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Spokane, Washington  Est. May 19, 1883

Whitman County was fastest growing in the nation last year, census data shows

Whitman County’s population grew 10.1% last year, making it the fastest-growing county in the nation.

From July 2021 to July 2022, the county grew from 43,238 residents to 47,619 residents, according to the Census Bureau’s Vintage 2022 estimates.

The dramatic increase is a rebound from a nearly equivalent decrease the year before, when the county’s population dropped 9.6%.

This appears to be an effect of the pandemic.

“Whitman County’s change is just one example of the many college counties that saw a rebound in the last year after a lull during the COVID-19 pandemic,” a Census news release said.

The county south of Spokane is mostly rural except for the impact of Washington State University in Pullman.

The census estimates are based on records from births, deaths and tax returns. It also includes such residency information as college dormitory occupancy.

Phil Weiler, vice president of communications at WSU, said the numbers are skewed because of the university’s large student body.

“Pullman is a unique community,” Weiler said. Every summer the population drops when many students leave town.

Still, the data reflects the different pandemic approaches of WSU and its neighbor 8 miles across the border, the University of Idaho in Moscow.

Latah County and Whitman County are demographically similar – both are small counties with large college towns. But Latah County had no corresponding dip in population during the pandemic. It grew steadily from 39,629 residents to 40,978 residents over the same two-year period.

During the 2020-21 school year, WSU shifted most classes online while U of I kept most classes in-person.

“We told students to go home during spring break and don’t come back,” Weiler said. “We saw a mass exodus from campus.”

WSU’s enrollment declined during the pandemic and hasn’t rebounded. Enrollment at the Pullman campus slid from 20,976 students in fall 2019 to 17,827 students last fall.

Universities across the country lost over a million students during the pandemic.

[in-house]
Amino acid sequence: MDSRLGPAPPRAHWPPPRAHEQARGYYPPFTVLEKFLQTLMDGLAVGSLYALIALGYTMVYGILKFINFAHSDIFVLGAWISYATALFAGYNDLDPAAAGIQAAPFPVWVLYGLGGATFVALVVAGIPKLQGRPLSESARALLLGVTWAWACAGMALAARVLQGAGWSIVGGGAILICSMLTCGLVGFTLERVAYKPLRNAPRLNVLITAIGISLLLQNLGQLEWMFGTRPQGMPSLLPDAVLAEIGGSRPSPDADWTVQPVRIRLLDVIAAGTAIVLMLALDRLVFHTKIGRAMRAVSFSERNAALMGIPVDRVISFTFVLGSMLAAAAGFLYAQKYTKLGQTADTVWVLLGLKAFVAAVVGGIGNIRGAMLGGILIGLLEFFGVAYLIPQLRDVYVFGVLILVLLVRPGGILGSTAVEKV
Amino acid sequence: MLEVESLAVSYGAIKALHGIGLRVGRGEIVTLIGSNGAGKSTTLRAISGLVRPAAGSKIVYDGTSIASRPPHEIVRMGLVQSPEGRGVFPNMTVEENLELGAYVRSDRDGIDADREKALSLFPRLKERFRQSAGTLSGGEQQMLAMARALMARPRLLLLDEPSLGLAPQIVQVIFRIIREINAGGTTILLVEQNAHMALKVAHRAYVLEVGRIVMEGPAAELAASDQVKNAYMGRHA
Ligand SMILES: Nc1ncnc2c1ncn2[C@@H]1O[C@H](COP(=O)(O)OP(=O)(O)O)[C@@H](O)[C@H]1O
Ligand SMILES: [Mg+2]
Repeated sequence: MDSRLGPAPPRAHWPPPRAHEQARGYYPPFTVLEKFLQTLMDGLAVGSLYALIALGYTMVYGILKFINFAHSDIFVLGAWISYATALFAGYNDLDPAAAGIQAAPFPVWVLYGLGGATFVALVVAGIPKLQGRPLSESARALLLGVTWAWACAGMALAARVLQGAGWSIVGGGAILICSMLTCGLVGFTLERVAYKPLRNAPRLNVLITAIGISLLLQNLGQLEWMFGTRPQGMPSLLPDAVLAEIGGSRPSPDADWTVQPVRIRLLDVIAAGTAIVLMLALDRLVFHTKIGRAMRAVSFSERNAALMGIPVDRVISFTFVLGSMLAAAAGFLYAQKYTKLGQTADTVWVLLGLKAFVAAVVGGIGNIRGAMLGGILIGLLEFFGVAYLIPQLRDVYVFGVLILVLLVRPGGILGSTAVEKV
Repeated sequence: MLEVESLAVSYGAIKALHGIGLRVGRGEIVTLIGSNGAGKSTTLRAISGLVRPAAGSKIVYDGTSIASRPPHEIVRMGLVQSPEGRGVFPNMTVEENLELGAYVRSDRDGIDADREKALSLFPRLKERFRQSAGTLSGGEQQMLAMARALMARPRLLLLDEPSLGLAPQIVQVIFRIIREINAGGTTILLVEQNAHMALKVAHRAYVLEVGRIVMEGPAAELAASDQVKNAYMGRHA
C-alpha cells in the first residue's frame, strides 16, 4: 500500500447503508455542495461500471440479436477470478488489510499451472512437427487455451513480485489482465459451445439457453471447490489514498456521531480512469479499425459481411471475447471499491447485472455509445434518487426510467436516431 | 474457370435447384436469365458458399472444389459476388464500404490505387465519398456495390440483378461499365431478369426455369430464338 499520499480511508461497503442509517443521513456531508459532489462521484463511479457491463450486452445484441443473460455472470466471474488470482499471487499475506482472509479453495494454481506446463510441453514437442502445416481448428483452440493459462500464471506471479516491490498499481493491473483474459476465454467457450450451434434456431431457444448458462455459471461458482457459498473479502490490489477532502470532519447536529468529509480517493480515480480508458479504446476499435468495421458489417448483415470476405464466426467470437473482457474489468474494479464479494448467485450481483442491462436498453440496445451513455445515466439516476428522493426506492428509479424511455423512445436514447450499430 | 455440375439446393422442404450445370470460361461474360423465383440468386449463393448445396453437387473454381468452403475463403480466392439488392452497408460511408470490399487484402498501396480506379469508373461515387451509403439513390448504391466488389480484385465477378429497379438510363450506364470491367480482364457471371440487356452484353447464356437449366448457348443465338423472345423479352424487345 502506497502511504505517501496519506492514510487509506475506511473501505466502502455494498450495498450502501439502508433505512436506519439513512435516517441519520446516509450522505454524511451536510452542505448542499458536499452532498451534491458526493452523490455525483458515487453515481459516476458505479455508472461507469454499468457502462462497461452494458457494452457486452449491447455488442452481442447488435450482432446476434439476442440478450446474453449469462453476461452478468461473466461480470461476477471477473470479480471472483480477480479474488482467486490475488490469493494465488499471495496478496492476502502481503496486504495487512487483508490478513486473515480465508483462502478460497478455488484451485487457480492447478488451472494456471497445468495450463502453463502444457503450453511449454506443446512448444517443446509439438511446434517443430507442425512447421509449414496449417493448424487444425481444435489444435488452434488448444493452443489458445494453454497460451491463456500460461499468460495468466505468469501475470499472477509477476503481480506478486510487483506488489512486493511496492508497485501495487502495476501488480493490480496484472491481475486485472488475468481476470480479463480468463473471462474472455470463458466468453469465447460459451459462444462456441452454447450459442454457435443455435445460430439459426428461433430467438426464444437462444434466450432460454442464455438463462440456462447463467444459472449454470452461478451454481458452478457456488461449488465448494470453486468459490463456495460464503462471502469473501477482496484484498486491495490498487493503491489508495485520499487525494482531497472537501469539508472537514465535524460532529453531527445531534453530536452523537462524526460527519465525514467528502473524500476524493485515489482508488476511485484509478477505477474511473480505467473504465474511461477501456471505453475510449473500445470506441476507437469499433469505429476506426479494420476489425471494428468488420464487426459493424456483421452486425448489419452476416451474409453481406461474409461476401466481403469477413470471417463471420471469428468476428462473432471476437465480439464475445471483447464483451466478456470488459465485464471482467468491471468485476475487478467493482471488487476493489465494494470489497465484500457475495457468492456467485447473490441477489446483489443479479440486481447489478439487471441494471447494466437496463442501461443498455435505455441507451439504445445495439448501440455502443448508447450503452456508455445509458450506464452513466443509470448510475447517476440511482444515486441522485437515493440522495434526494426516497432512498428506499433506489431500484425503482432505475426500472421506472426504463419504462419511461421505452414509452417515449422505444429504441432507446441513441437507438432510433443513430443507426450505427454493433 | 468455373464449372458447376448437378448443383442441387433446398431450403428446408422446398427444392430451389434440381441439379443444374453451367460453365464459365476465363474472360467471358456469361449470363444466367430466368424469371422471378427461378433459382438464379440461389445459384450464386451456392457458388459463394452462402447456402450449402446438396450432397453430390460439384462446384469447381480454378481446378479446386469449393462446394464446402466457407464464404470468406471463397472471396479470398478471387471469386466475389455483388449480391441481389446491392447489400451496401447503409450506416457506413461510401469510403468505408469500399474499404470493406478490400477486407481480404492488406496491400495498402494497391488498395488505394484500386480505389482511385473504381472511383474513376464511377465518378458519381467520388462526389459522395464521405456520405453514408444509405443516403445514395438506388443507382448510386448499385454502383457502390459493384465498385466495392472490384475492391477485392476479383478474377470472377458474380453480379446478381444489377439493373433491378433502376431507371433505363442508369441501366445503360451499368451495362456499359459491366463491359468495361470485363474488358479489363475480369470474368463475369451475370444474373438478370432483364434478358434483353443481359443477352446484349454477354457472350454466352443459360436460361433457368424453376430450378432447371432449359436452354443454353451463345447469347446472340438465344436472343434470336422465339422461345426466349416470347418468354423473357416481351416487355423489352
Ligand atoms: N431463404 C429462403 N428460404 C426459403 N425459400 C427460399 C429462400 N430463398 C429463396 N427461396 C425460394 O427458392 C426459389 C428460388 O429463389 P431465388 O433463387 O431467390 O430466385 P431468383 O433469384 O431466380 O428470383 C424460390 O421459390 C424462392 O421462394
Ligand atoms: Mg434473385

“That’s a challenge at a university level but also a concern at a societal level,” Weiler said.

WSU is making outreach efforts to bring some of those students back. A hopeful sign is that Pullman ’s freshmen class grew last fall for the first time in four years.

Despite the dramatic increase last year, Whitman County’s overall population still hasn’t quite recovered from its April 2020 peak of 47,973.

Whitman County Commissioner Art Swannack said the biggest impact was on small businesses, which lost their student patrons on top of COVID-19 restrictions.

Otherwise, besides a slight decrease in workload for some departments, the drop and rebound didn’t cause any major problems for the county’s operations.

“Compared to 2019, we’re back to where we were then in terms of workload,” Swannack said.

Pullman City Administrator Mike Urban thinks the drop was less dramatic than the estimate shows. A lot of activity continued in town even though people were social distancing, he said.

There was a lull in local sales tax revenue but it was not as bad as one would expect by reading the census numbers.

“We are pleased the students have returned to campus,” Urban said. “They are a fun and vital part of the community.”

Other notable numbers and trends

In Idaho, Boundary County also had a relatively high growth rate. It grew 5.6% from 12,635 residents to 13,345 residents, making it the fastest-growing county in Idaho.

But Jaap Vos, a rural demographer at the University of Idaho, cautioned that percentage is not necessarily a meaningful measure of growth. He said it is important to look at underlying trends.

“Boundary County might be growing really fast percentage-wise,” he said, “but what are the actual numbers?”

A difference of 700 people is not that much, Vos said.

Overall, Idaho was steadily growing over the last decade until sometime last year, when it flattened out. Vos believes this is because of the sudden increases in mortgage rates, making it more difficult for people to move.

The census data didn’t fully capture this effect, since the Federal Reserve began increasing interest rates in March 2022 and the census dataset only went to July. That’s another reason to be careful with over-interpreting the data.

“Estimates often are very good,” Vos said. “But if you have a major event happening, like interest rates going up, then it’s more likely that estimate is not quite right. I think in rural places especially, estimates can be pretty wrong.”

By examining driver’s license data, Vos recently found that one in four people in Idaho’s growing 1.8 million population moved to the state in the past 10 years. He discovered that the influx of new residents coincided with a departure of existing residents.

After some of the nation’s most populous counties experienced significant outmigration and population declines in 2021, overall patterns of population growth and decline are moving towards pre-pandemic rates, the Census Bureau said.

Behind Whitman County, half of the top 10 fastest-growing counties over 20,000 people were in Texas.

The remaining fastest-growing counties were in Florida, Georgia and North Carolina.

Maricopa County in Arizona had the most overall growth, adding 56,831.

Spokane County grew a modest 0.77% from 545,498 people to 549,690 people.

Most counties in Washington grew at least a little. Only Clallam, Island and Walla Walla counties saw declines.

James Hanlon's reporting for The Spokesman-Review is funded in part by Report for America and by members of the Spokane community. This story can be republished by other organizations for free under a Creative Commons license. For more information on this, please contact our newspaper’s managing editor.